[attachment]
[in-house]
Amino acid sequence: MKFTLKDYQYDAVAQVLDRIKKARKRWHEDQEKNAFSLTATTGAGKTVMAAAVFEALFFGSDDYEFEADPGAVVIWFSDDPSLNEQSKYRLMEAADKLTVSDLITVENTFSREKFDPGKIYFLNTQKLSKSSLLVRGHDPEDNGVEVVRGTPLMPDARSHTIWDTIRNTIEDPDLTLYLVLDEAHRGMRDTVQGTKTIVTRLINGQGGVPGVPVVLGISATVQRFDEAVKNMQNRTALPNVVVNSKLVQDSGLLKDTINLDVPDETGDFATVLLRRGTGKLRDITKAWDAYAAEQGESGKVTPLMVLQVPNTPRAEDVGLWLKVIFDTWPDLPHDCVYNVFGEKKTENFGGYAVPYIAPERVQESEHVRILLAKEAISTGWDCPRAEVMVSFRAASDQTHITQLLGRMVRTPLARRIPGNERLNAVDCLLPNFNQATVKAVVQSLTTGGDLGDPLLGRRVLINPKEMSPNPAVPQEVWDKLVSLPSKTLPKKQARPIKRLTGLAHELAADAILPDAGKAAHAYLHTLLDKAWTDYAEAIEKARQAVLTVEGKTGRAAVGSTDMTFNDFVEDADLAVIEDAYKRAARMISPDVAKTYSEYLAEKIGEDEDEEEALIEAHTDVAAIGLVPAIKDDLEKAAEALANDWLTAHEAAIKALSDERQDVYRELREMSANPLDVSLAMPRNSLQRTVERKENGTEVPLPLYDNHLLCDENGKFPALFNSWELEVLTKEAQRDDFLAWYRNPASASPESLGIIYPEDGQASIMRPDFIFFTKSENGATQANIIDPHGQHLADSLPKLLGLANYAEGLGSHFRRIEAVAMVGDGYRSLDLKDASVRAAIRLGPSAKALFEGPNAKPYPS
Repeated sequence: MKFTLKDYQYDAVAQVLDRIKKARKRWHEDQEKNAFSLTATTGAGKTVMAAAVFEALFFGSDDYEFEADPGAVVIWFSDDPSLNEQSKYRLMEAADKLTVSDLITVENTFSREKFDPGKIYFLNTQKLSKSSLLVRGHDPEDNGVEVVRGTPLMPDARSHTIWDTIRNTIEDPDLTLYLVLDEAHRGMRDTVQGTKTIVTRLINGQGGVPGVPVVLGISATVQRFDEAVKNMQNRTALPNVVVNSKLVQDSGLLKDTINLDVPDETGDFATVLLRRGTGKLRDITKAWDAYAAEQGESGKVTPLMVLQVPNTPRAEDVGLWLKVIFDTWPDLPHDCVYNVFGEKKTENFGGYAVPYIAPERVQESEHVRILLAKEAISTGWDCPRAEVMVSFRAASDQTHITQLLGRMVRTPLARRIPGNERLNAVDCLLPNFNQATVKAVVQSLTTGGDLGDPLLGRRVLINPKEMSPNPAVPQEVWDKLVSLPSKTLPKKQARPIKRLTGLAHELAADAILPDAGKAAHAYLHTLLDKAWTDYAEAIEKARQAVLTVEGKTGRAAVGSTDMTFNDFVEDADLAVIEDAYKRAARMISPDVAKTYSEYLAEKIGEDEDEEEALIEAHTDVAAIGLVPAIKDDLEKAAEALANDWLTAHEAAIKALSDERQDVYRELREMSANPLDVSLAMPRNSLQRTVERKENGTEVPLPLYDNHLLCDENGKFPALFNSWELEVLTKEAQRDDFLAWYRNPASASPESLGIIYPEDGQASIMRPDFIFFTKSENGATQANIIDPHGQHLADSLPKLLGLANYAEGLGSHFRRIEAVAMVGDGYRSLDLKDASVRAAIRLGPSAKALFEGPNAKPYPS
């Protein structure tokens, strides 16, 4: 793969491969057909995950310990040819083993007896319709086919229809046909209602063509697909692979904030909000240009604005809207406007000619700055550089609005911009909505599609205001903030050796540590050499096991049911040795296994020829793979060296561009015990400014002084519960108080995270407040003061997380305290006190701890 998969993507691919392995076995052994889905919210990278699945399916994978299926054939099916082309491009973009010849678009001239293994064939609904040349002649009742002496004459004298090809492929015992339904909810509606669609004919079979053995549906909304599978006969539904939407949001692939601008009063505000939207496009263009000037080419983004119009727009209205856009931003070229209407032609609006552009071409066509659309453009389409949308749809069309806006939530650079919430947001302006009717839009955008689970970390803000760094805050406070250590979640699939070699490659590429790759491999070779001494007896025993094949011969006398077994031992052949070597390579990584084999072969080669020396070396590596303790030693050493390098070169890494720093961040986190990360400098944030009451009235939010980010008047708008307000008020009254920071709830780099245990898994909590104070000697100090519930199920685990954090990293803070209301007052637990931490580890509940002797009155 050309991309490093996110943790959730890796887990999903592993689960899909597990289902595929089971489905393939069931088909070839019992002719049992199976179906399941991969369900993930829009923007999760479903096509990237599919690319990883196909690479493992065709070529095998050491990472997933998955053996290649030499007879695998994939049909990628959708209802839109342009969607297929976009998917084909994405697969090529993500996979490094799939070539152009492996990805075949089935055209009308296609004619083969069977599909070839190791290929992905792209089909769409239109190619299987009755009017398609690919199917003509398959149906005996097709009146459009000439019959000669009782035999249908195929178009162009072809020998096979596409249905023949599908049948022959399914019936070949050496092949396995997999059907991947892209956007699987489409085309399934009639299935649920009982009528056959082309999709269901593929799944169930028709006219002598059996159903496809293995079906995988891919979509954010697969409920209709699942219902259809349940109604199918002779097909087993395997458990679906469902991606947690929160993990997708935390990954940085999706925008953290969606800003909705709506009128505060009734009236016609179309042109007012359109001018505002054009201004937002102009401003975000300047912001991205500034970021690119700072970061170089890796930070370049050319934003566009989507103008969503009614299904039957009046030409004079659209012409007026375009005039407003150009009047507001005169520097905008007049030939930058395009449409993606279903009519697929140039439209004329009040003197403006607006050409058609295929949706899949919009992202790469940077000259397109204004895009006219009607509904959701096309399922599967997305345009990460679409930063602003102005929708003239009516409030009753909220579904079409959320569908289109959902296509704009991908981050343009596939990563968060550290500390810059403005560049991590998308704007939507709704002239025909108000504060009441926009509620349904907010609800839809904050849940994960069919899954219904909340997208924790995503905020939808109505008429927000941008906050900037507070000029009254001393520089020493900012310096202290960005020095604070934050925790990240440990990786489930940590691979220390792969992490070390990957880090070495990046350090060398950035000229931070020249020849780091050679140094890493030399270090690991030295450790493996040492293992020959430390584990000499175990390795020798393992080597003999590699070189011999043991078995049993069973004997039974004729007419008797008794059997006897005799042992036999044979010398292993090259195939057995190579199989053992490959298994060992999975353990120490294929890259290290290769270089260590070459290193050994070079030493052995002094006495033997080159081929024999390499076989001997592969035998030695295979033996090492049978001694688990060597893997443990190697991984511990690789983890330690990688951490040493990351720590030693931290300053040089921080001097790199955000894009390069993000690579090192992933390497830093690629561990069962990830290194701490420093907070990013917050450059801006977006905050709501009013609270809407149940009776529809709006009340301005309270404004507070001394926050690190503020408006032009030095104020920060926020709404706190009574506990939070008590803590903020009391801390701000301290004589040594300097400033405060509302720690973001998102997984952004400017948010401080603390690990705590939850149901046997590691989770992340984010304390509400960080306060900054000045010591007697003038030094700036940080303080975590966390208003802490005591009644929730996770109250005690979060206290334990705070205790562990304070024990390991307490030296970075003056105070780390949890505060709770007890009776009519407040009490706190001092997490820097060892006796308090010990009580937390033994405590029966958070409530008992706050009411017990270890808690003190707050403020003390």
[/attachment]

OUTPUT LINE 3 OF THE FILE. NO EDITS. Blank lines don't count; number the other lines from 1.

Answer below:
Repeated sequence: MKFTLKDYQYDAVAQVLDRIKKARKRWHEDQEKNAFSLTATTGAGKTVMAAAVFEALFFGSDDYEFEADPGAVVIWFSDDPSLNEQSKYRLMEAADKLTVSDLITVENTFSREKFDPGKIYFLNTQKLSKSSLLVRGHDPEDNGVEVVRGTPLMPDARSHTIWDTIRNTIEDPDLTLYLVLDEAHRGMRDTVQGTKTIVTRLINGQGGVPGVPVVLGISATVQRFDEAVKNMQNRTALPNVVVNSKLVQDSGLLKDTINLDVPDETGDFATVLLRRGTGKLRDITKAWDAYAAEQGESGKVTPLMVLQVPNTPRAEDVGLWLKVIFDTWPDLPHDCVYNVFGEKKTENFGGYAVPYIAPERVQESEHVRILLAKEAISTGWDCPRAEVMVSFRAASDQTHITQLLGRMVRTPLARRIPGNERLNAVDCLLPNFNQATVKAVVQSLTTGGDLGDPLLGRRVLINPKEMSPNPAVPQEVWDKLVSLPSKTLPKKQARPIKRLTGLAHELAADAILPDAGKAAHAYLHTLLDKAWTDYAEAIEKARQAVLTVEGKTGRAAVGSTDMTFNDFVEDADLAVIEDAYKRAARMISPDVAKTYSEYLAEKIGEDEDEEEALIEAHTDVAAIGLVPAIKDDLEKAAEALANDWLTAHEAAIKALSDERQDVYRELREMSANPLDVSLAMPRNSLQRTVERKENGTEVPLPLYDNHLLCDENGKFPALFNSWELEVLTKEAQRDDFLAWYRNPASASPESLGIIYPEDGQASIMRPDFIFFTKSENGATQANIIDPHGQHLADSLPKLLGLANYAEGLGSHFRRIEAVAMVGDGYRSLDLKDASVRAAIRLGPSAKALFEGPNAKPYPS